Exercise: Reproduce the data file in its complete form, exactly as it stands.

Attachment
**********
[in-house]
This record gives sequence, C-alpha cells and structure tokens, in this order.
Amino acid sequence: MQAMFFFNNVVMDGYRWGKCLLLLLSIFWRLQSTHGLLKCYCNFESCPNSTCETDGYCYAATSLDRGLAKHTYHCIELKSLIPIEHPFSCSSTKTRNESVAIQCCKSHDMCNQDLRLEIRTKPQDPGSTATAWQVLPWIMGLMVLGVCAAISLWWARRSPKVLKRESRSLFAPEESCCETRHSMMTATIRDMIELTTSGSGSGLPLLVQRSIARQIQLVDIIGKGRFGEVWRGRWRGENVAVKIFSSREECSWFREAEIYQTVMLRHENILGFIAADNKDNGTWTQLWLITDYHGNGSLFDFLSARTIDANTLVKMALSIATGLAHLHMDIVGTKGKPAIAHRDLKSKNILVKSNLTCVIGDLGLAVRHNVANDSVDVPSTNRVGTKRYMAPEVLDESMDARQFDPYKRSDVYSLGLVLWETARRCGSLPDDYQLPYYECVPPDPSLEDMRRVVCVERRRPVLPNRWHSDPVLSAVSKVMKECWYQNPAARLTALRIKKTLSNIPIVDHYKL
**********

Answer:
[in-house]
This record gives sequence, C-alpha cells and structure tokens, in this order.
Amino acid sequence: MQAMFFFNNVVMDGYRWGKCLLLLLSIFWRLQSTHGLLKCYCNFESCPNSTCETDGYCYAATSLDRGLAKHTYHCIELKSLIPIEHPFSCSSTKTRNESVAIQCCKSHDMCNQDLRLEIRTKPQDPGSTATAWQVLPWIMGLMVLGVCAAISLWWARRSPKVLKRESRSLFAPEESCCETRHSMMTATIRDMIELTTSGSGSGLPLLVQRSIARQIQLVDIIGKGRFGEVWRGRWRGENVAVKIFSSREECSWFREAEIYQTVMLRHENILGFIAADNKDNGTWTQLWLITDYHGNGSLFDFLSARTIDANTLVKMALSIATGLAHLHMDIVGTKGKPAIAHRDLKSKNILVKSNLTCVIGDLGLAVRHNVANDSVDVPSTNRVGTKRYMAPEVLDESMDARQFDPYKRSDVYSLGLVLWETARRCGSLPDDYQLPYYECVPPDPSLEDMRRVVCVERRRPVLPNRWHSDPVLSAVSKVMKECWYQNPAARLTALRIKKTLSNIPIVDHYKL